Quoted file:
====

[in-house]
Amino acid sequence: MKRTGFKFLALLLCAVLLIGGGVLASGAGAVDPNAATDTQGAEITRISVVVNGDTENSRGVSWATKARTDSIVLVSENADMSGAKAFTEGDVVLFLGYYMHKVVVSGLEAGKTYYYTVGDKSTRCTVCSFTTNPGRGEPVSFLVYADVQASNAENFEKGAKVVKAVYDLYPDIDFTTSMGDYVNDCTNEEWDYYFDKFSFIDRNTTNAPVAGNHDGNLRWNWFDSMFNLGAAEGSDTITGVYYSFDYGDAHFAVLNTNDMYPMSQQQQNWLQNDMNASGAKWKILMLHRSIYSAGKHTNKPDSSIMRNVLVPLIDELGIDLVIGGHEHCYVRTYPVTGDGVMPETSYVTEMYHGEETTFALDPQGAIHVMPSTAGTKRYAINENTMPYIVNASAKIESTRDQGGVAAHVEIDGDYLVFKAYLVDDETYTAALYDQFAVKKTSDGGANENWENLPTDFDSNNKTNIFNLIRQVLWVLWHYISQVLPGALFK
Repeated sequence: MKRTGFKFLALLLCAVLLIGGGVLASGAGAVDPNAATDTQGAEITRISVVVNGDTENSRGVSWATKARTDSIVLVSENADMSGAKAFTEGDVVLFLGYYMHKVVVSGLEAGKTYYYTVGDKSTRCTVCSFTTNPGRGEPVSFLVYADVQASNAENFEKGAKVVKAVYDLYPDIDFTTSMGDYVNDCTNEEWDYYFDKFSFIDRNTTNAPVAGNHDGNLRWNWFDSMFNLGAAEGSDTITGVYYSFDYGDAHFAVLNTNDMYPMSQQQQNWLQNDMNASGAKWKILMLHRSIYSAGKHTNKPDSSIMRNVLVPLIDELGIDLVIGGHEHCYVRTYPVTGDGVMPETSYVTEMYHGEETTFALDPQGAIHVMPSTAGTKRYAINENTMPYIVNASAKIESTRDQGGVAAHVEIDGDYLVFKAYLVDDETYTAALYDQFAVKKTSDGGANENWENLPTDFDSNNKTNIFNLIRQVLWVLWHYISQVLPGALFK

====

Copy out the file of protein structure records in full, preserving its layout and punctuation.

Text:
[in-house]
Amino acid sequence: MKRTGFKFLALLLCAVLLIGGGVLASGAGAVDPNAATDTQGAEITRISVVVNGDTENSRGVSWATKARTDSIVLVSENADMSGAKAFTEGDVVLFLGYYMHKVVVSGLEAGKTYYYTVGDKSTRCTVCSFTTNPGRGEPVSFLVYADVQASNAENFEKGAKVVKAVYDLYPDIDFTTSMGDYVNDCTNEEWDYYFDKFSFIDRNTTNAPVAGNHDGNLRWNWFDSMFNLGAAEGSDTITGVYYSFDYGDAHFAVLNTNDMYPMSQQQQNWLQNDMNASGAKWKILMLHRSIYSAGKHTNKPDSSIMRNVLVPLIDELGIDLVIGGHEHCYVRTYPVTGDGVMPETSYVTEMYHGEETTFALDPQGAIHVMPSTAGTKRYAINENTMPYIVNASAKIESTRDQGGVAAHVEIDGDYLVFKAYLVDDETYTAALYDQFAVKKTSDGGANENWENLPTDFDSNNKTNIFNLIRQVLWVLWHYISQVLPGALFK
Repeated sequence: MKRTGFKFLALLLCAVLLIGGGVLASGAGAVDPNAATDTQGAEITRISVVVNGDTENSRGVSWATKARTDSIVLVSENADMSGAKAFTEGDVVLFLGYYMHKVVVSGLEAGKTYYYTVGDKSTRCTVCSFTTNPGRGEPVSFLVYADVQASNAENFEKGAKVVKAVYDLYPDIDFTTSMGDYVNDCTNEEWDYYFDKFSFIDRNTTNAPVAGNHDGNLRWNWFDSMFNLGAAEGSDTITGVYYSFDYGDAHFAVLNTNDMYPMSQQQQNWLQNDMNASGAKWKILMLHRSIYSAGKHTNKPDSSIMRNVLVPLIDELGIDLVIGGHEHCYVRTYPVTGDGVMPETSYVTEMYHGEETTFALDPQGAIHVMPSTAGTKRYAINENTMPYIVNASAKIESTRDQGGVAAHVEIDGDYLVFKAYLVDDETYTAALYDQFAVKKTSDGGANENWENLPTDFDSNNKTNIFNLIRQVLWVLWHYISQVLPGALFK